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Thursday, June 18, 2009

What I'm Reading: Ghost Radio

Recently I listened to Ghost Radio, the debut novel by Leopoldo Gout. This 2008 horror title worked very well on audio because it centers around the host of an occult call-in radio show called Ghost Radio. However, I should note that Gout, who is also a graphic novelist, included intricate drawings at the start of each chapter in the printed book that are also worth checking out. Gout has also set up the Ghost Radio website to continue the conversations begun the fictional radio show.

The plot revolves around a young man named Joaquin. When he is a teenager, on a trip from his home in Mexico to see his Grandma in Houston, TX, Joaquin and his parents are in a car accident. In another car, Gabriel and his parents are also involved in the accident. Only the 2 boys survive. This event unites them in a life-long friendship. Both boys also like the Dead Kennedys' song, "Kill the Poor," which later in the book becomes important.

The story alternates between the present, where a grown Joaquin hosts a popular Mexican call-in radio show called Ghost Radio, in which callers talk about their occult experiences, and the past, where Joaquin's and Gabriel's life from accident to the present is explained. In the present, however, Gabriel is dead and Joaquin hosts the radio show with his girlfriend Aolondra.

The novel alternates between these three characters' points of view, but the focus is very clearly on Joaquin. Joaquin moves the Ghost Radio show to America, but after relocating, Joaquin's reality quickly begins to unravel, and he goes on a quest to discover the truth. Along the way, Joaquin meets up with a Toltec Priest and finds archives of his own radio show from 20 years before he began working on it.

There is also a sinister, unnamed force which is stalking Joaquin and speaks directly to the reader off and on throughout the novel. And, as we find out, this is not surprising because the dead can hear all of the living's radio shows. This force is using Ghost Radio to move back into the world of the living.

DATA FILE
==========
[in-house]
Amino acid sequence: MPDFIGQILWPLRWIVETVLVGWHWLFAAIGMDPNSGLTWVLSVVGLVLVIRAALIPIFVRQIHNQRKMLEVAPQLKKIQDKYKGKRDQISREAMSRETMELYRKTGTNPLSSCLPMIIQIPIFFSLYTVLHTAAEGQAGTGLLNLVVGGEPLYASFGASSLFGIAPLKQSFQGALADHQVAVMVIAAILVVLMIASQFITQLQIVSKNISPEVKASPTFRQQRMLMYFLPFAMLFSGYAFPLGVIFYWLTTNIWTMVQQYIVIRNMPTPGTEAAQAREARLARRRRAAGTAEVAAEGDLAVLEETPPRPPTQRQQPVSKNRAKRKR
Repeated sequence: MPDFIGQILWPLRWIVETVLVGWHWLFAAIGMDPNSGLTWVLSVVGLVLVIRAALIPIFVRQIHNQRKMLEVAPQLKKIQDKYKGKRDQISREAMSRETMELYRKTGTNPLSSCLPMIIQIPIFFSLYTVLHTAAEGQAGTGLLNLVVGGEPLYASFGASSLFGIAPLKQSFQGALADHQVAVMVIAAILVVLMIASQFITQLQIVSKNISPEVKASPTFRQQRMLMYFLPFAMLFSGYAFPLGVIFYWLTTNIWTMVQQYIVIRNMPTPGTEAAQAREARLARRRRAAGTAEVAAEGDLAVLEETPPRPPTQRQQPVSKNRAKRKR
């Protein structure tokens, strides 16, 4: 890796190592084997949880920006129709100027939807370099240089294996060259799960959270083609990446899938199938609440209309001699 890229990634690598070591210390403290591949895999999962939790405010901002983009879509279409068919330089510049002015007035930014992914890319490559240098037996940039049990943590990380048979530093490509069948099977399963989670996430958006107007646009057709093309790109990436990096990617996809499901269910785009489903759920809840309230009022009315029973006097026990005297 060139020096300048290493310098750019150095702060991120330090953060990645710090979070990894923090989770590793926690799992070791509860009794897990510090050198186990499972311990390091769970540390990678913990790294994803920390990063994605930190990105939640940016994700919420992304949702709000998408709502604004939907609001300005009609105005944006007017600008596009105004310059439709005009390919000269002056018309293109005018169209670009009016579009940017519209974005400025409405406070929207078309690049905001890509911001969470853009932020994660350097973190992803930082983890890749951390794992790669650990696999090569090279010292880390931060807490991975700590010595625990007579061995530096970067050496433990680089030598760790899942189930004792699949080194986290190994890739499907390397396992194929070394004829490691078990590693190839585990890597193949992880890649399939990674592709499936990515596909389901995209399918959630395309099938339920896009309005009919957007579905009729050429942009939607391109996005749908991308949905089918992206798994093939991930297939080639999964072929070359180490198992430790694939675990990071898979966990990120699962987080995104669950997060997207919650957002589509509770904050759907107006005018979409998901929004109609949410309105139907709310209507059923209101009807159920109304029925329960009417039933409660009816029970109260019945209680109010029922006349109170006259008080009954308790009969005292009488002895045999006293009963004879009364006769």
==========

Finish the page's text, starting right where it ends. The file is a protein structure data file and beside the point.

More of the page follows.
The novel is in the 300 page range, but has 55 short chapters, so it moves briskly. The narrative is also interspersed with the stories from some of the show's callers recounting their own terrifying experiences with ghosts and other supernatural forces. I loved these asides. They added to the tension and unease which Gout builds relentlessly. Also, since I was listening to this novel, I felt like I was listening to the real radio show.

The ending is a perfect horror ending. The story is resolved, Joaquin completes his quest, but the supernatural force is left completely open ended. In fact, the reader is left questioning what the truth is and what really happened to Joaquin. The implication is that the entire book was really just the story of one caller into Ghost Radio. Gout left me completely unsettled, and I loved it.

For another reader's take on Ghost Radio, there is a review on the Fantasy Book Critic Blog.

Readalikes: I really liked the creepy uneasiness that permeated Ghost Radio. The book constantly has you questioning what is real and what is supernatural. The lines of reality are blurred and you believe everything (even the obviously supernatural events) is really happening. In this way, Gout's book reminded me of Stephen King's work. Like King, Gout is a storyteller first and foremost. Joe Hill's collection of stories 20th Century Ghosts is also a great readalike for Ghost Radio. I wrote about reading this collection here (middle of the post) and suggest a few more readalikes.

For the rabid Neil Gaiman fans out there (I am one of you), Gout should be a reliable new author for you to enjoy.

Bentley Little also writes novels in which the real world and the supernatural collide in an unsettlingly realistic way. Try The House.

While I was reading Ghost Radio, I also thought it was similar to the work of Dan Simmons, specifically, The Terror, and then there was a memorable scene in which a caller recounts a terrifying tale of his ship being crushed in the arctic ice. This solidified my feeling. But please note, The Terror is a much longer book, with a more measured paced since it is both historical fiction about the doomed Franklin Arctic expedition, and a horror book with supernatural elements.

For those interested in more about The Dead Kennedys, producing radio shows, or the Toltecs of Mexico, use the embedded links for more information.

And finally, please remember the wonderful horror radio programs of the past. Many have now been restored and compiled on CD. At the Berwyn Library we have this wonderful collection, Horror in the Air, available for checkout. Click here for more detail. You can take this 8 disc collection home and continue listening to Ghost Radio.

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